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Video Codec
A video codec is an electronic circuit or software that compresses or decompresses digital video. It converts uncompressed video to a compressed format or vice versa. In the context of video compression, "codec" is a concatenation of "encoder" and "decoder"—a device that only compresses is typically called an encoder, and one that only decompresses is a decoder. The compressed data format usually conforms to a standard video compression specification. The compression is typically lossy, meaning that the compressed video lacks some information present in the original video
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Video Coding
In signal processing, data compression, source coding,[1] or bit-rate reduction involves encoding information using fewer bits than the original representation.[2] Compression can be either lossy or lossless. Lossless compression reduces bits by identifying and eliminating statistical redundancy. No information is lost in lossless compression. Lossy compression reduces bits by removing unnecessary or less important information.[3] The process of reducing the size of a data file is often referred to as data compression. In the context of data transmission, it is called source coding; encoding done at the source of the data before it is stored or transmitted.[4] Source coding should not be confused with channel coding, for error detection and correction or line coding, the means for mapping data onto a signal. Compression is useful because it reduces resources required to store and transmit data
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Variable-length Code
In coding theory a variable-length code is a code which maps source symbols to a variable number of bits. Variable-length codes can allow sources to be compressed and decompressed with zero error (lossless data compression) and still be read back symbol by symbol. With the right coding strategy an independent and identically-distributed source may be compressed almost arbitrarily close to its entropy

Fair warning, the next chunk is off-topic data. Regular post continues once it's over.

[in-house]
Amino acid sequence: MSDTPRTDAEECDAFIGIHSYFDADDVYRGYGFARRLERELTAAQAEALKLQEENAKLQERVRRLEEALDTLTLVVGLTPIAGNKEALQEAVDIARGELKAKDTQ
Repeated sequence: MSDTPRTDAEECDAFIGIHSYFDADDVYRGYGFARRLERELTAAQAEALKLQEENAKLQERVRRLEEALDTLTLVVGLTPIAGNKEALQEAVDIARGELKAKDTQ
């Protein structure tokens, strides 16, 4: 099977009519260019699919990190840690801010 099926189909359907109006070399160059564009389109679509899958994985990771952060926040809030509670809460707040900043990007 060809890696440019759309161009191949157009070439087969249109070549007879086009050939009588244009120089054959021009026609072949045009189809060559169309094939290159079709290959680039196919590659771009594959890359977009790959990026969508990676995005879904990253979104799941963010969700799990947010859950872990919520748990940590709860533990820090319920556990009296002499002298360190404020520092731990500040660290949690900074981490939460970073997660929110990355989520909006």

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IDCT
A discrete cosine transform (DCT) expresses a finite sequence of data points in terms of a sum of cosine functions oscillating at different frequencies. DCTs are important to numerous applications in science and engineering, from lossy compression of audio (e.g. MP3) and images (e.g. JPEG) (where small high-frequency components can be discarded), to spectral methods for the numerical solution of partial differential equations. The use of cosine rather than sine functions is critical for compression, since it turns out (as described below) that fewer cosine functions are needed to approximate a typical signal, whereas for differential equations the cosines express a particular choice of boundary conditions. In particular, a DCT is a Fourier-related transform similar to the discrete Fourier transform
Fourier transform
(DFT), but using only real numbers
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Motion Compensation
Motion compensation
Motion compensation
is an algorithmic technique used to predict a frame in a video, given the previous and/or future frames by accounting for motion of the camera and/or objects in the video. It is employed in the encoding of video data for video compression, for example in the generation of MPEG-2
MPEG-2
files. Motion compensation describes a picture in terms of the transformation of a reference picture to the current picture. The reference picture may be previous in time or even from the future
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Deblocking Filter (video)
A deblocking filter is a video filter applied to decoded compressed video to improve visual quality and prediction performance by smoothing the sharp edges which can form between macroblocks when block coding techniques are used. The filter aims to improve the appearance of decoded pictures. It is a part of the specification for both the SMPTE VC-1 codec and the ITU H.264